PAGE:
Top 10 benefits of P3s for tolling projects

Kevin Longenbach | 22 Jun 2017 | Comments

With Public-Private Partnerships taking center stage as part of the Trump Administration's proposed Infrastructure Program, it is an appropriate time to revisit the benefits that they can bring to state and local transportation entities in delivering properly vetted highway, transit, and other public infrastructure projects.

Recent years have seen a shift from public to private funded tolling projects—helping to fill both federal and state funding gaps. Increased levels of responsibility and risk are placed on private firms to design, build, operate, and maintain these projects. This shift begs the question: are Public-Private Partnerships (P3s) in the public interest? And if so, just what are the benefits of using P3s for tolling projects?

Most proposed P3 tolling and managed lane projects invariably inspire a sense of public anxiety and distrust—why should we force users to pay for a public service? Isn’t it unfair and inequitable to do so? Beyond the reluctance to pay a toll, there’s the question of how to financially structure a project—should it be completed on the public’s dime with public resources, or should private firms be allowed to take the lead (and the risk)?

Properly structured, P3s can be an attractive procurement option—shifting both the risk and the management to a more experienced partner. They can provide both short-term and long-term benefits to the public by providing funding to accelerate the delivery of service improvements, allowing for on-time completion, first cost savings, and also budget certainty on both capital and long-term maintenance costs. When performance standards aren’t consistently met, the facility owner can enforce contract default provisions and require new management. Although rarely invoked, this and other concession agreement provisions create a win-win scenario for the public providing protection in cases of mismanagement.

Understandably, the public can have hesitations about private entities managing public resources. There is worry about being overcharged and under-delivered, or deprived of access to public resources. Tolling reflects a balancing of supply and demand factors. If rates are set too high, travelers won’t pay. If rates are set too low, or aren’t adjusted in response to increased traffic congestion (e.g., in a managed lane), the promised benefit isn’t delivered, thereby diminishing (if not eliminating) the rationale for choosing a managed lane facility in the first place. These economic facts clearly influence toll pricing levels and ultimately limit what a private entity may charge above and beyond any statutory or contractual restraints.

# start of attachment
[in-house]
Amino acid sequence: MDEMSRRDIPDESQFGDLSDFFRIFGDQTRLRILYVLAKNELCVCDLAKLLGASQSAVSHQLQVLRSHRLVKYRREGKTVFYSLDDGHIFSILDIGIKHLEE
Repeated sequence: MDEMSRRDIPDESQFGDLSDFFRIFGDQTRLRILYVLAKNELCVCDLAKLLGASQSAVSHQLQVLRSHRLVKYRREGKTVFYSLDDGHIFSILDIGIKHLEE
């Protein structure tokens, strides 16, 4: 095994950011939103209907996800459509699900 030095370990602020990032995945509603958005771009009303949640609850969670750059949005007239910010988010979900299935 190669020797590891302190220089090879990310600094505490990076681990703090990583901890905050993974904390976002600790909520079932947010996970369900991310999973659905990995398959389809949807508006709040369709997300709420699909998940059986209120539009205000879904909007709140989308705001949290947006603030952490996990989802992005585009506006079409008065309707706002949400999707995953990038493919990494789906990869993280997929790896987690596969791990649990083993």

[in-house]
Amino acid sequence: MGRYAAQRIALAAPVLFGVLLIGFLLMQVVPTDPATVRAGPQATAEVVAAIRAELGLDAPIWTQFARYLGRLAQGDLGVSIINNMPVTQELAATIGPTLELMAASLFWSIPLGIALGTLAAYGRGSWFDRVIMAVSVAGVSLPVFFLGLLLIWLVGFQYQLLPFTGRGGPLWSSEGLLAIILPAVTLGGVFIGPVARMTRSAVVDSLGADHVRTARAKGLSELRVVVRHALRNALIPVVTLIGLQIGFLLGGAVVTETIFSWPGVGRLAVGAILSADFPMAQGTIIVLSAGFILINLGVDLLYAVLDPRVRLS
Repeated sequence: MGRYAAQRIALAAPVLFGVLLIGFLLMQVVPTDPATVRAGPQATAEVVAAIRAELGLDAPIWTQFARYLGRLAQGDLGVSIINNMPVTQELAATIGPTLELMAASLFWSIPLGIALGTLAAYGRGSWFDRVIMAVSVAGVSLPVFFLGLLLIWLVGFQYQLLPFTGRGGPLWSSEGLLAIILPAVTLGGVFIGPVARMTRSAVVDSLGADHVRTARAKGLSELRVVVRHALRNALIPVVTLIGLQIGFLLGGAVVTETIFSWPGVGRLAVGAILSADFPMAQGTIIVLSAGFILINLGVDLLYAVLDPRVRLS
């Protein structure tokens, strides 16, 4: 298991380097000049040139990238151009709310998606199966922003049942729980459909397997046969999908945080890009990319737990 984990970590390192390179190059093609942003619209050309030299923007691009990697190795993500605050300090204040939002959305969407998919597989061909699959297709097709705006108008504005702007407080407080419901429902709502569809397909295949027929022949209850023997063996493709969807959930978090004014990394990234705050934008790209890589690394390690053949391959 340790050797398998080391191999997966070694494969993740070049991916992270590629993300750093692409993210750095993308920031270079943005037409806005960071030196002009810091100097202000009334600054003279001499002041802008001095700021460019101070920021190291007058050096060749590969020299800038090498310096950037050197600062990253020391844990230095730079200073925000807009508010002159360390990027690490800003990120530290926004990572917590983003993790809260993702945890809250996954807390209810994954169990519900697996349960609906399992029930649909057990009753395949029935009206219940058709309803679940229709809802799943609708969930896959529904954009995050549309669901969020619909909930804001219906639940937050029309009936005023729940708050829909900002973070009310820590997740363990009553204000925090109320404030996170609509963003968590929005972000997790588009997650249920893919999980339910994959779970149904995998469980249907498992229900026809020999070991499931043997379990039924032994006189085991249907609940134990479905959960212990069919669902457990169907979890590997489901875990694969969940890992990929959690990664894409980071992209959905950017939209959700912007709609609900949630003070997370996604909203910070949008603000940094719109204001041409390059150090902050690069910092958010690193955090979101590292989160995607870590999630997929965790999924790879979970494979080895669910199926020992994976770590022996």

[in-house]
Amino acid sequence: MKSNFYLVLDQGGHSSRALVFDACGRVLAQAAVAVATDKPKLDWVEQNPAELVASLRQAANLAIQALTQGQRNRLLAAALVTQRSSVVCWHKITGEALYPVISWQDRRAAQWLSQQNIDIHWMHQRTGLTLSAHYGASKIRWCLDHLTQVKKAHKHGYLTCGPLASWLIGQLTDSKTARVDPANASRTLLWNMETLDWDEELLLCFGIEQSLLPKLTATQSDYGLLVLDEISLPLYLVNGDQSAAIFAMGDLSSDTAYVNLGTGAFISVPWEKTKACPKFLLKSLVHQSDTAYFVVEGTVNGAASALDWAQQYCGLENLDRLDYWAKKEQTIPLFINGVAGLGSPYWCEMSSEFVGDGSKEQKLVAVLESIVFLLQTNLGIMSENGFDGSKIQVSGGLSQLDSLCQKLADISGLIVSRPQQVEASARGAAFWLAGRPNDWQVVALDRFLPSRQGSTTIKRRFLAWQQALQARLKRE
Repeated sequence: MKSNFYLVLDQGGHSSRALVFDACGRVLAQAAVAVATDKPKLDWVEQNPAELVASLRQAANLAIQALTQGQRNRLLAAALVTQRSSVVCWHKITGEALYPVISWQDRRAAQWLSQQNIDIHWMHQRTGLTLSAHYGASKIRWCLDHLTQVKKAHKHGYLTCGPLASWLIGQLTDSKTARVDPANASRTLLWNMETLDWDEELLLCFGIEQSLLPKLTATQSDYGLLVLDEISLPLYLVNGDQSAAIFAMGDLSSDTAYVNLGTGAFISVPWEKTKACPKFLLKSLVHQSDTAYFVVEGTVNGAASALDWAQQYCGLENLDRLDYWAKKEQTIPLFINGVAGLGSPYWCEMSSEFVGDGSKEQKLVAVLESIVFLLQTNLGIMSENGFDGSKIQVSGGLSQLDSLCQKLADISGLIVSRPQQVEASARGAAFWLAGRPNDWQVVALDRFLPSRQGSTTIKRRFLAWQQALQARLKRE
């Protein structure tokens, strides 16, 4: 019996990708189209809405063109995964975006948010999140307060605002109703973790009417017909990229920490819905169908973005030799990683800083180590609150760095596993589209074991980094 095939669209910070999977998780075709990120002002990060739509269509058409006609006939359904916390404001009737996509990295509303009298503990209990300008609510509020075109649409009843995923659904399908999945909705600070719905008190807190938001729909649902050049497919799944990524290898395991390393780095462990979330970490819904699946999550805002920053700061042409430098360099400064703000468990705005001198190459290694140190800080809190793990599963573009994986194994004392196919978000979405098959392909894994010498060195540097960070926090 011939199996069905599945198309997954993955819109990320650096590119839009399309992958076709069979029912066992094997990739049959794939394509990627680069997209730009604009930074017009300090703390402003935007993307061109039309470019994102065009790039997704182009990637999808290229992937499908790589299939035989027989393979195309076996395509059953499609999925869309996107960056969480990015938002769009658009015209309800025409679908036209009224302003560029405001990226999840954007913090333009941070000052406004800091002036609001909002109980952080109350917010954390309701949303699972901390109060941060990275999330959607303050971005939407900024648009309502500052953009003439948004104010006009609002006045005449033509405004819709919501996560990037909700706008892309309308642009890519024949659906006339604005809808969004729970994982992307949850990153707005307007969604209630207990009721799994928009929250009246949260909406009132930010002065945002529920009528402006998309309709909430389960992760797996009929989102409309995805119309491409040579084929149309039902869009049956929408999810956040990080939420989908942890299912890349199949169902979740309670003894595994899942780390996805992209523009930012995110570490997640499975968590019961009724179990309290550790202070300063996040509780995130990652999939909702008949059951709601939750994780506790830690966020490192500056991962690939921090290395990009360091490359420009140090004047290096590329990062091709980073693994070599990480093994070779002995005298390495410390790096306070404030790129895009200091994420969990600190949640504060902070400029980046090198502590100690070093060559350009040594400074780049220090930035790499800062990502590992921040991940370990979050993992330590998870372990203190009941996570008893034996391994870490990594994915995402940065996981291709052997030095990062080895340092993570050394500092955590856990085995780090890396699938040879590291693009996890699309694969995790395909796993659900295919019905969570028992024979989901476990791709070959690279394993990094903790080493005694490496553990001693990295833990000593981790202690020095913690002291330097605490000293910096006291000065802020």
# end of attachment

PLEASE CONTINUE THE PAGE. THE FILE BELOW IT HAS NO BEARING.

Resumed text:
So without further ado, here are the top 10 benefits that P3s contribute to tolling projects and their communities:

Top 10 benefits of P3s

  1. P3s provide the ability to leverage private investment capital to enable major roadway projects.
  2. P3s shift costs and key risks to the private sector and away from taxpayers.
  3. P3s typically deliver broad and complex projects on time and on budget.
  4. The use of private financing can accelerate delivery of major transportation improvements to provide congestion relief and needed infrastructure renewal.
  5. P3s offer and allow for greater innovation in the design and construction process by accessing private-sector ideas, skills, and talent.
  6. P3s can shift both current and long-term operations, and maintenance responsibilities—avoiding the use of tax dollars for this purpose.
  7. P3s can hold private firms to roadway performance and long-term maintenance standards under properly structured concession agreements.
  8. In the absence of available state or federal funding, P3s can create jobs and boost the economy now.
  9. The public retains the benefit of the P3 project even if the concessionaire defaults.
  10. P3s have a proven global reputation for managing mega projects efficiently and effectively—this is significant, as the need and demand for major highway and public infrastructure projects are expanding in the U.S.

Often Public-Private Partnerships (P3s) get a bad rap—particularly, when it comes to tolling projects; the public questions the need for tolling, and expresses concern about the motives and interests of a private entity when it comes to serving the public good. However, when properly structured, a P3 can deliver good value to each side of the transaction, be consistent with broad-based public transportation plans and policies, and ensure the fair protection of the public’s interest.

It is important to note that P3s are not the panacea for all transportation problems. The P3 model is an effective, value-for-money procurement method but only for the right projects. Tolling and P3s are not a means of delivering non-feasible projects. When the proper factors are found to exist, allowing private companies to take the lead (and the risk) through P3s can provide solid financial savings and benefits to the public by delivering well designed, constructed, maintained, and operated, state-of-the-art highway and transit related facilities.